Pulpit Commentary Homiletics
I. NOTICE THE ABSENCE OF ANY REFERENCE TO THE SUBJECT MATTER OF THE VOW. Moses does not say anything as to certain vows being right and certain others being wrong. This was not needed, and would only have taken away from the sharp and clear announcement that a vow once made was not to be lightly esteemed. Even the exemptions from obligation which Moses mentions in the remainder of the chapter are those caused not by anything unlawful in the subject matter of the vow, but by the fact that it proceeded from one who was not a sufficiently free agent to make a vow. It was quite evident that a vow must not contradict any commandment of God, nor infringe any right of other men. It must lie within the proper province of a man's own free will; it must concern such things as he can really control. This was what gave the vow its virtue and significance. Certain things were commanded, with respect to which there was no choice but obedience; and outside of these there was still a large field, where the Israelite was left to his own control. What use he would make of this freedom was of course a test of his own disposition. That he must keep clearly within his own freedom was a thing that needed no insisting upon.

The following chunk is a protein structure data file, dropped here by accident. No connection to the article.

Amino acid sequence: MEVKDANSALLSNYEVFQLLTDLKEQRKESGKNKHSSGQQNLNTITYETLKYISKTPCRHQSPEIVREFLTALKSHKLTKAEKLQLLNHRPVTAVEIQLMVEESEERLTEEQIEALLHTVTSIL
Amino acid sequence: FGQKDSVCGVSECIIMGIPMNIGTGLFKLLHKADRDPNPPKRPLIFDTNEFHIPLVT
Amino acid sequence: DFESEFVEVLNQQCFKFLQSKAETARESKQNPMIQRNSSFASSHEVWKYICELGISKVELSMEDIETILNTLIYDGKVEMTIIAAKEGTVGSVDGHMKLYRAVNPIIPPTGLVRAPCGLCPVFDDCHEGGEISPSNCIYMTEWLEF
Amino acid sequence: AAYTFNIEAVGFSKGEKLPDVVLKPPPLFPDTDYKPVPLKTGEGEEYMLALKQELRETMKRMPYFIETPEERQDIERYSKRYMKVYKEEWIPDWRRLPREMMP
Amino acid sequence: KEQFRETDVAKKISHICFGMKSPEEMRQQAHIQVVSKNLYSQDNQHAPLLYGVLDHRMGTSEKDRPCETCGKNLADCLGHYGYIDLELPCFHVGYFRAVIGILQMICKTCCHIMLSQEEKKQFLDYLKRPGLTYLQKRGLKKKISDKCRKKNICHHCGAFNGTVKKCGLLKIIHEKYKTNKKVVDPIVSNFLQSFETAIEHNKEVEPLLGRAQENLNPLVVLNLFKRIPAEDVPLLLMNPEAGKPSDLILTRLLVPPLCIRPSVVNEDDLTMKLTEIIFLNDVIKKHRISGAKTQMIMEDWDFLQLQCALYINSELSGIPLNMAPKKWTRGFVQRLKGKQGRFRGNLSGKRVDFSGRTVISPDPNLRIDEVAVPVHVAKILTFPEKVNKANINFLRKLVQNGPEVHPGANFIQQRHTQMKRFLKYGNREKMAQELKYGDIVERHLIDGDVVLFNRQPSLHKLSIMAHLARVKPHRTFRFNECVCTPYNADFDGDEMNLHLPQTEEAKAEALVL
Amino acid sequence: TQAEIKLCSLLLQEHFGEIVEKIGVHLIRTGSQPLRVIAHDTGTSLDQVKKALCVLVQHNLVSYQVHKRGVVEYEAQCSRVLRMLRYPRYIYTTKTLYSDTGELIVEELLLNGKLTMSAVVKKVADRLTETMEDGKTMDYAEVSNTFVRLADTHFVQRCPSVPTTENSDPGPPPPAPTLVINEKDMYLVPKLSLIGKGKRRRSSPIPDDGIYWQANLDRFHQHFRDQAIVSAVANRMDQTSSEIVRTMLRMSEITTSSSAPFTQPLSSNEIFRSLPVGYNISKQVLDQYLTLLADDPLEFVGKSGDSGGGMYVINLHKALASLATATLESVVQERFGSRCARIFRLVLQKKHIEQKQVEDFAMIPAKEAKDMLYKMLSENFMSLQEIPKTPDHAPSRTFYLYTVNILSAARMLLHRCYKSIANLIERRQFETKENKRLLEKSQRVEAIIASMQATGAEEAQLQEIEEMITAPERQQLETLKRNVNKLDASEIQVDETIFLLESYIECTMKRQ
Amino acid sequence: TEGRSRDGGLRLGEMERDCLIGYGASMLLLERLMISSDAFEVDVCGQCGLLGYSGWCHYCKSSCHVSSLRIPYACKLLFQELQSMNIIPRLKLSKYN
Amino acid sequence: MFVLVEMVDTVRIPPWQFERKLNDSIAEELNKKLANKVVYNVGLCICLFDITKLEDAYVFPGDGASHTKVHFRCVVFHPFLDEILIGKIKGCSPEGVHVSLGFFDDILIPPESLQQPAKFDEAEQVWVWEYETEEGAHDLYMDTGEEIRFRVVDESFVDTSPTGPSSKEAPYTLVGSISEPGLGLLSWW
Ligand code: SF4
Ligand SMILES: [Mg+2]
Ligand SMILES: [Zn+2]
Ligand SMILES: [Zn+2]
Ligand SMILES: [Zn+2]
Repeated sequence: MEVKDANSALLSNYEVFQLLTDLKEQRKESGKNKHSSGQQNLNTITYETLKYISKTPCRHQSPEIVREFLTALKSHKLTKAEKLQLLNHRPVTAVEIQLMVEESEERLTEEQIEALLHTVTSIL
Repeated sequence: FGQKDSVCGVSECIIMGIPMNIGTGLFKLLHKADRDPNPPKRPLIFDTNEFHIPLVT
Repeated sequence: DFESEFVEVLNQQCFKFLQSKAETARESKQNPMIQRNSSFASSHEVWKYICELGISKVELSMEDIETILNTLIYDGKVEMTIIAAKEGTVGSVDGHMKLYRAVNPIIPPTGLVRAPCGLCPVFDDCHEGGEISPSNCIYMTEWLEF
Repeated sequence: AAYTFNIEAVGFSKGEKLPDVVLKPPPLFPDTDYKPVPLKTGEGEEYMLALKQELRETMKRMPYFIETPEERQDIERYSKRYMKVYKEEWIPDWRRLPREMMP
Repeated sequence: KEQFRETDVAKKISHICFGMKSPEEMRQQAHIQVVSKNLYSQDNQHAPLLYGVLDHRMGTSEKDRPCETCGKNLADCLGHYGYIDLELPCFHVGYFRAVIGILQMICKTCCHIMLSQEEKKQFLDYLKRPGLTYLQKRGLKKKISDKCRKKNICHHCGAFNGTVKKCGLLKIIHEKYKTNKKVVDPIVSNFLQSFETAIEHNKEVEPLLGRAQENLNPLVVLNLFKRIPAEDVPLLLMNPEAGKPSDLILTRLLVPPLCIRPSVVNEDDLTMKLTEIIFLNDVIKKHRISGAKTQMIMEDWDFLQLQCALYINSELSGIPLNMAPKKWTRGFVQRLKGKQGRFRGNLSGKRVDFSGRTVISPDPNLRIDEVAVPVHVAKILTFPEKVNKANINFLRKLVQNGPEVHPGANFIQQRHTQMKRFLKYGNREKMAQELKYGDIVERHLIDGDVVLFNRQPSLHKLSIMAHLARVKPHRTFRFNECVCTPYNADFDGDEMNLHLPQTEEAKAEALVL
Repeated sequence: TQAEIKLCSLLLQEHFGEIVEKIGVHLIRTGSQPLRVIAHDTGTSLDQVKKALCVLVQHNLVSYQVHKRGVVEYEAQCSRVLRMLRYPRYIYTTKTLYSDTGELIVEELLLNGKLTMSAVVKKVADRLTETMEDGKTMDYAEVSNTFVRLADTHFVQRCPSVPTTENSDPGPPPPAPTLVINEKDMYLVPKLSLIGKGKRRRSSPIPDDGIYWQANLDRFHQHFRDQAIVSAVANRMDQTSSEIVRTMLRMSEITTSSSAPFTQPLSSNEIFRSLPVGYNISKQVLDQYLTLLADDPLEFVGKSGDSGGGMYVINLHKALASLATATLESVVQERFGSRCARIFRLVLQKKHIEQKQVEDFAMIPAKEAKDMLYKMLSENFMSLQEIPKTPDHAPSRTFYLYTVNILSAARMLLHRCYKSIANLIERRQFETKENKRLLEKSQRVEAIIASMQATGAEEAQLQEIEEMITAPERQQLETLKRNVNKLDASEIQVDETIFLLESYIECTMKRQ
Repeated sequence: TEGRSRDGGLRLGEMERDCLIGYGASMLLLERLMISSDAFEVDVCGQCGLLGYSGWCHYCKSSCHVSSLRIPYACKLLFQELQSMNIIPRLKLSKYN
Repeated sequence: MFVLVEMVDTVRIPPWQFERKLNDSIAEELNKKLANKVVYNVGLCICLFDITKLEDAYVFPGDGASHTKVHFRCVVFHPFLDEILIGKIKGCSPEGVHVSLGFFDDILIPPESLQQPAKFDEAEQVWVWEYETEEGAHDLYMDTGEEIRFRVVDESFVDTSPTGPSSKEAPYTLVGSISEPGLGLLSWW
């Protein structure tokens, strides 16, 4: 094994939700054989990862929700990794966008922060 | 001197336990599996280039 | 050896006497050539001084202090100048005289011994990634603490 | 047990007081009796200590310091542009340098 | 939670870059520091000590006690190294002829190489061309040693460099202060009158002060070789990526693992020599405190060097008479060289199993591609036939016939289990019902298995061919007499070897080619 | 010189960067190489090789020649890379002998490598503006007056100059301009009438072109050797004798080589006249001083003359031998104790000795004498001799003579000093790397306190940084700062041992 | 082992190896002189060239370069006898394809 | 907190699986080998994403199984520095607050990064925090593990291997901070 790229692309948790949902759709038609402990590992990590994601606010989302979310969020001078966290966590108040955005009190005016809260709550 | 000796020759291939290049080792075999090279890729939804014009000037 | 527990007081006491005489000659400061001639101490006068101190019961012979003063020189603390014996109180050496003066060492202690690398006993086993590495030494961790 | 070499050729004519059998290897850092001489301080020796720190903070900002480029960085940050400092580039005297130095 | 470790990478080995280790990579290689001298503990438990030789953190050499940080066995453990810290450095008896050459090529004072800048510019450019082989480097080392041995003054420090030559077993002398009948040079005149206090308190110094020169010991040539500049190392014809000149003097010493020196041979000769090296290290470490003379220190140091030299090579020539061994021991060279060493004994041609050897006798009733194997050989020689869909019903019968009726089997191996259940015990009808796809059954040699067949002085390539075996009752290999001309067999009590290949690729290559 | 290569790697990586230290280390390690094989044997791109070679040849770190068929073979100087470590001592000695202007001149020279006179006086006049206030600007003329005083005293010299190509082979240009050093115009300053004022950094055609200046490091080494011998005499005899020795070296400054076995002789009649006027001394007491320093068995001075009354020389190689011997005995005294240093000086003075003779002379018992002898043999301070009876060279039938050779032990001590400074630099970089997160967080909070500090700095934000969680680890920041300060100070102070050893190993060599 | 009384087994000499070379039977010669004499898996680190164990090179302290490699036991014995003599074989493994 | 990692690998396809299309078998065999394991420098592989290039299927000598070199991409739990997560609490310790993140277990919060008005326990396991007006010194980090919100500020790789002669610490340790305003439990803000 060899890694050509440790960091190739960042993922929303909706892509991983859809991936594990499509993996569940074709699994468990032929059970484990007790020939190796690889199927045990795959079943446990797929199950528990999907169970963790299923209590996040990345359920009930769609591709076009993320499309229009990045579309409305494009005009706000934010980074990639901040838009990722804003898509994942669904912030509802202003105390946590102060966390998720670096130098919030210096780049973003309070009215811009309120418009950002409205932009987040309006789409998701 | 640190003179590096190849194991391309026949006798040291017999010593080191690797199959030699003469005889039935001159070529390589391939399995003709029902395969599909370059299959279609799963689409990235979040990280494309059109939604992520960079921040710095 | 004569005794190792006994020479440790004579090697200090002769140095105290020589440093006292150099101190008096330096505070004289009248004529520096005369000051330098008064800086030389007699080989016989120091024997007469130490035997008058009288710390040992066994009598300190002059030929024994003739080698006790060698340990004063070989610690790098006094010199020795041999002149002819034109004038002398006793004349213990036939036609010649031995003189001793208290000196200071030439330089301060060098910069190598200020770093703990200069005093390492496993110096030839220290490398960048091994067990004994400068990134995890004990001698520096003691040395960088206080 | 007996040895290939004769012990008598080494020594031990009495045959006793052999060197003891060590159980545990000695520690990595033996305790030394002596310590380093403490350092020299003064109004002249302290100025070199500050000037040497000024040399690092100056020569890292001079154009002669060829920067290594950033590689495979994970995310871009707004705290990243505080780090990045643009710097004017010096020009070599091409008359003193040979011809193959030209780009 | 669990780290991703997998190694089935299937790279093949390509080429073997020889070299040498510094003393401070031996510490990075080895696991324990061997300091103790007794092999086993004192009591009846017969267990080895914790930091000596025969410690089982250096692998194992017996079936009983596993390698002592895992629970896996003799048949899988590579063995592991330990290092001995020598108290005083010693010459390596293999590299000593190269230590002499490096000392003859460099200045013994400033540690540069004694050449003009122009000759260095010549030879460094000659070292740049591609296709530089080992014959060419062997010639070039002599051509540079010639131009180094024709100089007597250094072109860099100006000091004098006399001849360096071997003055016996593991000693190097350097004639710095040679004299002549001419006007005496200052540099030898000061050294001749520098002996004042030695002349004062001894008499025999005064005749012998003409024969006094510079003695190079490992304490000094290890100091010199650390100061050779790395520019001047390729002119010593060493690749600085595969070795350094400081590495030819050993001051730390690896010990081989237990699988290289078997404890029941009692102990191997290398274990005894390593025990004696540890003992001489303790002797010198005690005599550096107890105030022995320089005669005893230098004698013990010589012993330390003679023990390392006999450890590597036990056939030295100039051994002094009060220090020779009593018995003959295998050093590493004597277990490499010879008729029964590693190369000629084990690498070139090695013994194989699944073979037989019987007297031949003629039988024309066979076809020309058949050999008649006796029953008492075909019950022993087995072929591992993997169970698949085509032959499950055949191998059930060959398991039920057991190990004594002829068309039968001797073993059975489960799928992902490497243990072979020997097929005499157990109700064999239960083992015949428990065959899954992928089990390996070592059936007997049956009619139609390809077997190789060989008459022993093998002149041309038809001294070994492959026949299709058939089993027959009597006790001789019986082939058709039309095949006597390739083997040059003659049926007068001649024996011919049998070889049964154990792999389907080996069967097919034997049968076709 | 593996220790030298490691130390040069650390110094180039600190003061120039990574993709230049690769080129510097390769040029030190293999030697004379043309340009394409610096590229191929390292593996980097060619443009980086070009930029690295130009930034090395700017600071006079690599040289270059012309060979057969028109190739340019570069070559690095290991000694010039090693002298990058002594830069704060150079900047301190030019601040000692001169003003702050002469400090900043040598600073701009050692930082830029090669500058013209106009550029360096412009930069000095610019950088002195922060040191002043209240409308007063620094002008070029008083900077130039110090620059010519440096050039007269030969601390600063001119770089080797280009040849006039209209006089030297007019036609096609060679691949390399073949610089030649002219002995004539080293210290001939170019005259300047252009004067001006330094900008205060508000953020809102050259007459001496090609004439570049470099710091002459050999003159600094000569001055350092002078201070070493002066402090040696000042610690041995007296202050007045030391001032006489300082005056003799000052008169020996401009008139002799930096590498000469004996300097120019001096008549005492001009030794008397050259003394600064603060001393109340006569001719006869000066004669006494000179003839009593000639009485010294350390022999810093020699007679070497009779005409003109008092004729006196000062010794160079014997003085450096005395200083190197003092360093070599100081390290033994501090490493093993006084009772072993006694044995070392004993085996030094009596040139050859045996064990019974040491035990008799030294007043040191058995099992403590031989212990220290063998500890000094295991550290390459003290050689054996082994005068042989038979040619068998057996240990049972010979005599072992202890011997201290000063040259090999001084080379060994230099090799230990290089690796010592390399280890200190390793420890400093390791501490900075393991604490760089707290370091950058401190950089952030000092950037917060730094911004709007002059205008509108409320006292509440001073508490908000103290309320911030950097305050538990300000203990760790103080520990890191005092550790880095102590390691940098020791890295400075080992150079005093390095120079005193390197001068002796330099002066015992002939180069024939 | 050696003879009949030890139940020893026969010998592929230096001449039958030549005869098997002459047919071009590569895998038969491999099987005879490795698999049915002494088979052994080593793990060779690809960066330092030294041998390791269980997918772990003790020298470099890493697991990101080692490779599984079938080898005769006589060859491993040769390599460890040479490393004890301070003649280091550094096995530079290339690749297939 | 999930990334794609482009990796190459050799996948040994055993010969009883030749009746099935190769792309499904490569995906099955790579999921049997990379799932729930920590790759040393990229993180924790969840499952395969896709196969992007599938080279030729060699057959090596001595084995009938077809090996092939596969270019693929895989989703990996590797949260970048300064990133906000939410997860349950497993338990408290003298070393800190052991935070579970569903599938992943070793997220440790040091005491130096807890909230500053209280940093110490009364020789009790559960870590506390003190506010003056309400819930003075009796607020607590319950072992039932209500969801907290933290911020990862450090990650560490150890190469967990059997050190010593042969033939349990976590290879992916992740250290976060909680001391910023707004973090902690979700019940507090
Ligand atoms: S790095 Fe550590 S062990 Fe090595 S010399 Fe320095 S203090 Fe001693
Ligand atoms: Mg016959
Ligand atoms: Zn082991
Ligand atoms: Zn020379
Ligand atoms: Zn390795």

II. CONSIDER THE NECESSITY THERE WAS FOR IMPRESSING ON THE ISRAELITES THE SOLEMN OBLIGATION OF THEIR VOWS. How came the Israelite to make a vow? We must recollect that in those days there was a general and practical belief in the power of supernatural beings to give help to men. The Israelites, only too often found unbelievers in Jehovah, were not, therefore, wanting in religious feeling-. When they lost faith in the God of Israel, the lapse was not into atheism, but into idolatry. And thus when their hearts were strongly set on some object, not only did they put forth the effort of self and solicit the aid of others, but especially the aid of Jehovah. And as they sought the aid of their fellow-men under the promise of a recompense, so they sought the aid of Jehovah under a similar promise. Under the influence of strong desires and highly excited feelings all sorts of vows would be made by the Israelites, and some of them, probably, very difficult to carry out. Doubtless there were Israelites not a few with somewhat of Balak's spirit in them. They felt how real was the power of Jehovah, and, being as little acquainted with his character as Balak was, they concluded that his power could be secured on the promise of some sufficient consideration in return. Among an unspiritual people whose minds were filled with a mixture of selfishness and superstition, vows would take the aspect of a commercial transaction. So much indispensable help from God, and, as the price of it, a corresponding return from man. And as the help of God would be felt to require a much greater return than the help of man, so the vow would undertake something beyond the ordinary range of attainment. May we not conclude that the petition connected with the vow was oftentimes answered, and that God for his own wise purposes did give people the desires of their own hearts, even as he did to Hannah? If so, we see at once the difficulty that would often arise in fulfilling the vow. We know how the desire of a man's heart, once accomplished, is often felt to be unworthy of the effort and expenditure. Thus there would be a strong temptation to neglect the fulfilling of the vow if it could be safely managed. It was an invisible God who had to be dealt with; and ready enough as the Israelite might be to believe in Jehovah as long as it was for self-advantage, the faith in him and the fear of him would begin to wax feeble when it wan a question of meeting what had proved a profitless engagement. A vow to an idol was really a vow to be paid to avaricious and watchful priests. A promise made to a fellow-man he may be trusted to exact. But what is a vow to the invisible God? "I may neglect it with impunity," is the thought in the Israelite's heart (Psalm 1:21; 73:11). But the impunity was a delusion. God had marked the vow only too carefully; and it was less harm for a man to go with some heavy burden and great hindrance hanging about him all the days of his life, than that the sanctity of the vow or oath should be slighted in the smallest degree.